The Studio for Urban Projects
3579 17th Street, San Francisco 94110
Wednesday February 17th 7:00 pm
for a conversation withIain Boal on Reinventing the Commons
Space is limited. Please RSVP to <firstname.lastname@example.org>
Suggested donation $5-$15
Iain Boal will introduce for discussion the major themes – enclosure and common – that inform two forthcoming books. The Long Theft: Episodes in the History of Enclosure (Faber and Faber) traces key episodes in the history of ‘enclosure’ – the fencing off, literally and figuratively, of the world’s commoners from their means of livelihood. The dispossession of commoners worldwide continues under the banner of neoliberalism’s “structural adjustments”, justified as a necessary measure to avoid the “tragedy of the commons”, even though the result is a planet of slums. The enclosures of late modernity take unexpected and protean forms – for example, the criminalization of street life in favor of traffic circulation, the privatizing of the airwaves and the electromagnetic spectrum, brazen claims of ownership under new regimes of intellectual property, the sequestration and poisoning of immense tracts of land by the world’s military and nuclear powers (creating a global geography of sacrifice), the barcoding and expropriation of germplasm via the technologies of transfection, the trading of the atmosphere in an attempt to combat ecocide. The Long Theft is ultimately an argument for the restauration of the commons and an end to the commodity’s unhappy reign.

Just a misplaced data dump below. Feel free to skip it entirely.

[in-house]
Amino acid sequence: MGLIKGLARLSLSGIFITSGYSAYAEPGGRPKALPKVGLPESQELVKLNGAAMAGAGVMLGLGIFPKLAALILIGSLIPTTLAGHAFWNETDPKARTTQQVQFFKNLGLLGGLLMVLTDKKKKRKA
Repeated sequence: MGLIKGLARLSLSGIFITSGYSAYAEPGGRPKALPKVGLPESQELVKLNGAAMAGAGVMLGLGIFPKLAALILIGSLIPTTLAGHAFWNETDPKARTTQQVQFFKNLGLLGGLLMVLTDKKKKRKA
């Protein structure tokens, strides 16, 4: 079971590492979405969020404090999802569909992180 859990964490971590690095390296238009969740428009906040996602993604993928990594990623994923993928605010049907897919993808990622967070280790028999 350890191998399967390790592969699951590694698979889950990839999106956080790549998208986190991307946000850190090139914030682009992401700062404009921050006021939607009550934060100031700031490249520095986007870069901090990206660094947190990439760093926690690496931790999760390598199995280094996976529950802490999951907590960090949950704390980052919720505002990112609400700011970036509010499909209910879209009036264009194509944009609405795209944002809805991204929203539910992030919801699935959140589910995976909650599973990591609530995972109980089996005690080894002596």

The Green Machine (Notting Hill Editions) offers a new history of the bicycle adequate to the 21st century. It traces its heterogeneous origins (busting some Eurocentric myths along the way), celebrates its freewheeling sociability and the part that human powered mobility must play in the settlements of the future, but refuses to disavow the bicycle’s entanglement with capitalist modernity’s brutal labor process and its complicity with the automobilism that has paved the planet, rendered cities unconvivial, and now threatens the biosphere itself.